Effects of Sled Towing on Peak Force, the Rate of Force Development and Sprint Performance During the Acceleration Phase.

Martínez-Valencia MA, Romero-Arenas S, Elvira JL, González-Ravé JM, Navarro-Valdivielso F, Alcaraz PE - J Hum Kinet (2015)

Increments in sprint time across all testing conditions in the 20 m and 30 m sprint *** = significant differences (p ≤ 0.001) from the unload sprint
© Copyright Policy - open-access
Related In: Results  -  Collection

License
Show All Figures
getmorefigures.php?uid=PMC4519204&req=5

f3-jhk-46-139: Increments in sprint time across all testing conditions in the 20 m and 30 m sprint *** = significant differences (p ≤ 0.001) from the unload sprint
Mentions: The results showed that all increments in resistance resulted in significant increases in sprint time, both in the 20 m and 30 m sprints (Figure 3). The sprint times when towing a sled with a load of 10%, 15% and 20% Bm were significantly different from that of the un-loaded sprint for both the 20 m (p < 0.001; η2p = 0.909; 1-β = 1.00) and 30 m (p < 0.001; η2p = 0.915; 1-β = 1.00) intervals. In addition, significant differences (p < 0.05) were found between each resisted condition (10%, 15%, and 20% Bm) in both distances.

Bottom Line: Repeated-measures ANOVA showed significant increases (p ≤ 0.001) in sprint times (20 and 30 m sprint) for each resisted condition as compared to the unloaded condition.The RFDpeak increased significantly when a load increased (3129.4 ± 894.6 N·s-1, p ≤ 0.05 and 3892.4 ± 1377.9 N·s-1, p ≤ 0.01).Otherwise, no significant increases were found in Fpeak and TRFD.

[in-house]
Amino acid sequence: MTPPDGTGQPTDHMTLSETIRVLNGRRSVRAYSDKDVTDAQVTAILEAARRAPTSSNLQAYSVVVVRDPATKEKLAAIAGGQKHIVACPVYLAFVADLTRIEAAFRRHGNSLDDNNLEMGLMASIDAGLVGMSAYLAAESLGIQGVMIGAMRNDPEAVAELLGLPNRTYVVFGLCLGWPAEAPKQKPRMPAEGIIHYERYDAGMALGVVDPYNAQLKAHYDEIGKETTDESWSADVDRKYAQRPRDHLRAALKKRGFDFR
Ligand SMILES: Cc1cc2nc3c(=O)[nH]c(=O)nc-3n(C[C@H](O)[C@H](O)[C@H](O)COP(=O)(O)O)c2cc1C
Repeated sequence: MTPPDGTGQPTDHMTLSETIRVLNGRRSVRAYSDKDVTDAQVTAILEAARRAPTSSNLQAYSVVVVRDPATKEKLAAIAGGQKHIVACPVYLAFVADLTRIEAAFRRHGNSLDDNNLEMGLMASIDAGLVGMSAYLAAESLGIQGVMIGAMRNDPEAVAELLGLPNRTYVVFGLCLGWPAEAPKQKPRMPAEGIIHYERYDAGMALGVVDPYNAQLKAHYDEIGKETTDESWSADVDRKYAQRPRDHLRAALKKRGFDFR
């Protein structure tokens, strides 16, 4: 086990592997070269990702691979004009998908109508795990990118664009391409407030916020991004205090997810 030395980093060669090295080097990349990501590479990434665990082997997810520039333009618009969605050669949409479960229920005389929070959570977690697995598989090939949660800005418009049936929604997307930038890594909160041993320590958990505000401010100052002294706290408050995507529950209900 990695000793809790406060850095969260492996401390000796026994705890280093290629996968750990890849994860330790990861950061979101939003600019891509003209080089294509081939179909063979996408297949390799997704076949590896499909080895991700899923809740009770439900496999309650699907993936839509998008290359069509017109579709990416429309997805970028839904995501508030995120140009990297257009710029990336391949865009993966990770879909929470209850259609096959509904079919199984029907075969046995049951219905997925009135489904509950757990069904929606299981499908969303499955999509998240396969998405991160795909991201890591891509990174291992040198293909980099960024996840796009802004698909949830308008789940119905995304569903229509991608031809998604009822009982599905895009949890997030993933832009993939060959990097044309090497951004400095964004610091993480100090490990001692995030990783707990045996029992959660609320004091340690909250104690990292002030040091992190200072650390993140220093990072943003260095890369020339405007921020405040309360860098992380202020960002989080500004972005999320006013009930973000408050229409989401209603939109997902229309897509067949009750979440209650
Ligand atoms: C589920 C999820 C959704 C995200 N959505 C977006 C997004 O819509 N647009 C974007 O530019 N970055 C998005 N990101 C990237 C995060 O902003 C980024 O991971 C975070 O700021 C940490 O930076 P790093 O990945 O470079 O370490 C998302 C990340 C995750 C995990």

View Article: PubMed Central - PubMed

Affiliation: UCAM Research Center of High Performance Sport, San Antonio Catholic University of Murcia, Guadalupe, Murcia, Spain.

ABSTRACT
Resisted sprint training is believed to increase strength specific to sprinting. Therefore, the knowledge of force output in these tasks is essential. The aim of this study was to analyze the effect of sled towing (10%, 15% and 20% of body mass (Bm)) on sprint performance and force production during the acceleration phase. Twenty-three young experienced sprinters (17 men and 6 women; men = 17.9 ± 3.3 years, 1.79 ± 0.06 m and 69.4 ± 6.1 kg; women = 17.2 ± 1.7 years, 1.65 ± 0.04 m and 56.6 ± 2.3 kg) performed four 30 m sprints from a crouch start. Sprint times in 20 and 30 m sprint, peak force (Fpeak), a peak rate of force development (RFDpeak) and time to RFD (TRFD) in first step were recorded. Repeated-measures ANOVA showed significant increases (p ≤ 0.001) in sprint times (20 and 30 m sprint) for each resisted condition as compared to the unloaded condition. The RFDpeak increased significantly when a load increased (3129.4 ± 894.6 N·s-1, p ≤ 0.05 and 3892.4 ± 1377.9 N·s-1, p ≤ 0.01). Otherwise, no significant increases were found in Fpeak and TRFD. The RFD determines the force that can be generated in the early phase of muscle contraction, and it has been considered a factor that influences performance of force-velocity tasks. The use of a load up to 20% Bm might provide a training stimulus in young sprinters to improve the RFDpeak during the sprint start, and thus, early acceleration.

No MeSH data available.


Related in: MedlinePlus